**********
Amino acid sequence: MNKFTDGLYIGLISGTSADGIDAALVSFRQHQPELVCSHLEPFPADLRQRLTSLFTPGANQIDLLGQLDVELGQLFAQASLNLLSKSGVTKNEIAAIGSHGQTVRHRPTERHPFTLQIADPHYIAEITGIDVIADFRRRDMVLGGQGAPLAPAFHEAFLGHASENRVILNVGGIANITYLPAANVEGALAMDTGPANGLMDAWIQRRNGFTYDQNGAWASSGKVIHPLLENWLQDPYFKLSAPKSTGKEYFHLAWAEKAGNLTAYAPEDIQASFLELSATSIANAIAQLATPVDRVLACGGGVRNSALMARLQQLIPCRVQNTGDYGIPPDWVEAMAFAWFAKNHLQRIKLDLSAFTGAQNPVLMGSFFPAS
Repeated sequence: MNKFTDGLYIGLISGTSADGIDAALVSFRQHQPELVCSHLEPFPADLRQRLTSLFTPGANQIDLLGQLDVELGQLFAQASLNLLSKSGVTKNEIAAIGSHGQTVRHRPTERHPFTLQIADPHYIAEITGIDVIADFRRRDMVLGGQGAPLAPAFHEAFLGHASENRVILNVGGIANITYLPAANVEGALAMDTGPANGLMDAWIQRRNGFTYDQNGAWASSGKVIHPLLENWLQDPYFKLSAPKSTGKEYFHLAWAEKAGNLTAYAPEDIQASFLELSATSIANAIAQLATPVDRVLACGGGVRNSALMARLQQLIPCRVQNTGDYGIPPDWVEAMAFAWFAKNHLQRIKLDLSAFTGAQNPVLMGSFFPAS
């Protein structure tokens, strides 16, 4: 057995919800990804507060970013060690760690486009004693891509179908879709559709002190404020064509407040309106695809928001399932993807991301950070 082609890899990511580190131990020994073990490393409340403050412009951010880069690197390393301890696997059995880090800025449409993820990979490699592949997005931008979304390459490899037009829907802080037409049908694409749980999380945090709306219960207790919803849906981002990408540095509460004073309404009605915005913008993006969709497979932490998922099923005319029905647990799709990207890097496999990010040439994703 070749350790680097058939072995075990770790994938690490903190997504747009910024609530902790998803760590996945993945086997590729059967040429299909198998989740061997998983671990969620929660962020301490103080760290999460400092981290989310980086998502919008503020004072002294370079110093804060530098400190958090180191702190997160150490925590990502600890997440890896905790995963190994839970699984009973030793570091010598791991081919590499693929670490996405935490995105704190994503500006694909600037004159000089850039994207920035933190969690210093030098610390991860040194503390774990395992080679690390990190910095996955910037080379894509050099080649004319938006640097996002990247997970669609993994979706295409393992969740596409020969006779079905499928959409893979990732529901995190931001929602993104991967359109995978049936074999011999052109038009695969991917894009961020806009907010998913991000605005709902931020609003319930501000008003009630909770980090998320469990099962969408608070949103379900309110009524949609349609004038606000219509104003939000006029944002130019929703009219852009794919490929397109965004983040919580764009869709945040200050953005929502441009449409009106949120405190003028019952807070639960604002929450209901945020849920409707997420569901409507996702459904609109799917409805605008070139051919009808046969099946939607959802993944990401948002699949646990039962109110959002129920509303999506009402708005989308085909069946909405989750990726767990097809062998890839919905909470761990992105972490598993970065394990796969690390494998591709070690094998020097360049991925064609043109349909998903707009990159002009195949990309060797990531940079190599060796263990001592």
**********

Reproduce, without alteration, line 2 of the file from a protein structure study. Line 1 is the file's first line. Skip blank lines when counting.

Repeated sequence: MNKFTDGLYIGLISGTSADGIDAALVSFRQHQPELVCSHLEPFPADLRQRLTSLFTPGANQIDLLGQLDVELGQLFAQASLNLLSKSGVTKNEIAAIGSHGQTVRHRPTERHPFTLQIADPHYIAEITGIDVIADFRRRDMVLGGQGAPLAPAFHEAFLGHASENRVILNVGGIANITYLPAANVEGALAMDTGPANGLMDAWIQRRNGFTYDQNGAWASSGKVIHPLLENWLQDPYFKLSAPKSTGKEYFHLAWAEKAGNLTAYAPEDIQASFLELSATSIANAIAQLATPVDRVLACGGGVRNSALMARLQQLIPCRVQNTGDYGIPPDWVEAMAFAWFAKNHLQRIKLDLSAFTGAQNPVLMGSFFPAS